Transcranial magnetic stimulation (TMS) can be applied to modulate cortical phenomena. The modulation effect is dependent on the applied stimulation frequency. Repetition suppression (RS) has been demonstrated in the motor system using TMS with short suprathreshold 1-Hz stimulation trains repeated at long inter-train intervals. RS has been reported to occur in the resting motor-evoked potentials (MEPs) with respect to the first pulse in a train of stimuli. Although this RS in the motor system has been described in previous studies, the neuronal origin of the phenomenon is still poorly understood. The present study evaluated RS in three TMS-induced motor responses; resting and active MEPs as well as corticospinal silent periods (SPs) in order to clarify the mechanism behind TMS-induced RS. We studied 10 healthy right-handed subjects using trains of four stimuli with stimulation intensities of 120% of the resting motor threshold (rMT) and 120% of the silent period threshold for an SP duration of 30 ms (SPT30). Inter-trial interval was 20s, with a 1-s inter-stimulus interval within the trains. We confirmed that RS appears in resting MEPs (p < 0.001), whereas active MEPs did not exhibit RS (p > 0.792). SPs, on the contrary, lengthened (p < 0.001) indicating modulation of cortical inhibition. The effects of the two stimulation intensities exhibited a similar trend; however, the SPT30 evoked a more profound inhibitory effect compared to that achieved by rMT. Moreover, the resting MEP amplitudes and SP durations correlated (rho ⩽ -0.674, p < 0.001) and the pre-TMS EMG level did not differ between stimuli in resting MEPs (F = 0.0, p ⩾ 0.999). These results imply that the attenuation of response size seen in resting MEPs might originate from increasing activity of inhibitory GABAergic interneurons which relay the characteristics of SPs.

  19. Vagus nerve electrical stimulation inhibits serum levels of S100A8 protein in septic shock rats.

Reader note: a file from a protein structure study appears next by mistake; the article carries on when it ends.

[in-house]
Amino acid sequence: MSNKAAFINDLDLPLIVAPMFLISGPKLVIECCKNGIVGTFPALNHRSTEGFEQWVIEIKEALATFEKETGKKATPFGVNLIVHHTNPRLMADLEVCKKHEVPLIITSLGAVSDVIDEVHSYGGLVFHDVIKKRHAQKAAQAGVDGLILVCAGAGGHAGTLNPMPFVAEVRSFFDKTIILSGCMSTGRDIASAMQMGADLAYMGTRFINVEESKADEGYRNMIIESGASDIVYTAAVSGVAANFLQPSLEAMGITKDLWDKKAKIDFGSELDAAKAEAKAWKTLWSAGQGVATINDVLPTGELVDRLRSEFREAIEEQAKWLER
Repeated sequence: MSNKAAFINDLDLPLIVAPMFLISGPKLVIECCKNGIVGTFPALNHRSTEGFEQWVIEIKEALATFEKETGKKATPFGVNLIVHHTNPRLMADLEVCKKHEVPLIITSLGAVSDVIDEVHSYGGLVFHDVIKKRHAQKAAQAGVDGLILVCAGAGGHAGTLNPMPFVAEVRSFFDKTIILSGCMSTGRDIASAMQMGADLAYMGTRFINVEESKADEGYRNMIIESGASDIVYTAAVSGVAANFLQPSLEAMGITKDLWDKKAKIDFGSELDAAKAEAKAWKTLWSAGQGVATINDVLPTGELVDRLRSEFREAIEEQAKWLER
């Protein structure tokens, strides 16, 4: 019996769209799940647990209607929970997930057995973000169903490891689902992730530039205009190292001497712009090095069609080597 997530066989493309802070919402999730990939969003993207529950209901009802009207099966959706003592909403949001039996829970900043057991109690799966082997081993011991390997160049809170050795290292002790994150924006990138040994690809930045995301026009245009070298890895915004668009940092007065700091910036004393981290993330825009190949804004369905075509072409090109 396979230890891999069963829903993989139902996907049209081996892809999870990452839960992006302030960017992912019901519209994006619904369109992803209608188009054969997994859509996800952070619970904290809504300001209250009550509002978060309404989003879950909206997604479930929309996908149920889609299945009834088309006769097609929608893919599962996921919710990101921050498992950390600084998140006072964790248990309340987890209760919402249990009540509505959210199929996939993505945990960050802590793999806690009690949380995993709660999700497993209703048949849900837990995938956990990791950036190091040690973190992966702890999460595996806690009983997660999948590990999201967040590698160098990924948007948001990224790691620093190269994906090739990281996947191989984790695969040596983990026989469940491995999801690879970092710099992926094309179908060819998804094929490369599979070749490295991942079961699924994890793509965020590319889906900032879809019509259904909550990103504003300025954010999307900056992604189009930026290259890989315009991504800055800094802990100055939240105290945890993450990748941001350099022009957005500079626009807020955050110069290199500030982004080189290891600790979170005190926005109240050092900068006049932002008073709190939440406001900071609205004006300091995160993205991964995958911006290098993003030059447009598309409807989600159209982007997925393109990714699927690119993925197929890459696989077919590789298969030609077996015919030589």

PubMed

    Lei, Ming; Liu, Xin-Xin

    2016-05-01

    The vagus nerve and the released acetylcholine exert anti-inflammatory effects and inhibit septic shock. However, their detailed mechanisms remain to be elucidated. The present study aimed to investigate the effects of vagus nerve electrical stimulation on serum S100A8 levels in septic shock rats. A total of 36 male Sprague-Dawley rats were randomly divided into six equal groups: i) Sham group, receiving sham operation; ii) CLP group, subjected to cecal ligation and puncture (CLP) to establish a model of polymicrobial sepsis; iii) VGX group, subjected to CLP and bilateral cervical vagotomy; iv) STM group, subjected to CLP, bilateral cervical vagotomy and electrical stimulation on the left vagus nerve trunk; v) α‑bungarotoxin (BGT) group was administered α‑BGT prior to electrical stimulation; vi) Anti‑receptor for advanced glycation end products (RAGE) group, administered intraperitoneal injection of anti‑RAGE antibody prior to electrical stimulation. The right carotid artery was cannulated to monitor mean artery pressure (MAP). The serum aspartate aminotransferase (AST) and alanine aminotransferase (ALT) levels were measured to assess the liver function. Serum S100A8 and advanced glycation end product (AGE) levels were measured using enzyme‑linked immunosorbent assays. The expression of hepatic RAGE was determined by western blotting. The present study revealed that Sprague‑Dawley rats exhibited progressive hypotension and significantly increased serum AST and ALT levels following CLP challenge compared with the sham group. The levels of S100A8 and AGEs, and the protein expression of hepatic RAGE were significantly increased following CLP compared with the sham group. Vagus nerve electrical stimulation significantly prevented the development of CLP‑induced hypotension, alleviated the hepatic damage, reduced serum S100A8 and AGEs production, and reduced the expression of hepatic RAGE. The inhibitory effect of vagus nerve electrical

  20. Stimulated human melanocytes express and release interleukin-8, which is inhibited by luteolin: relevance to early vitiligo.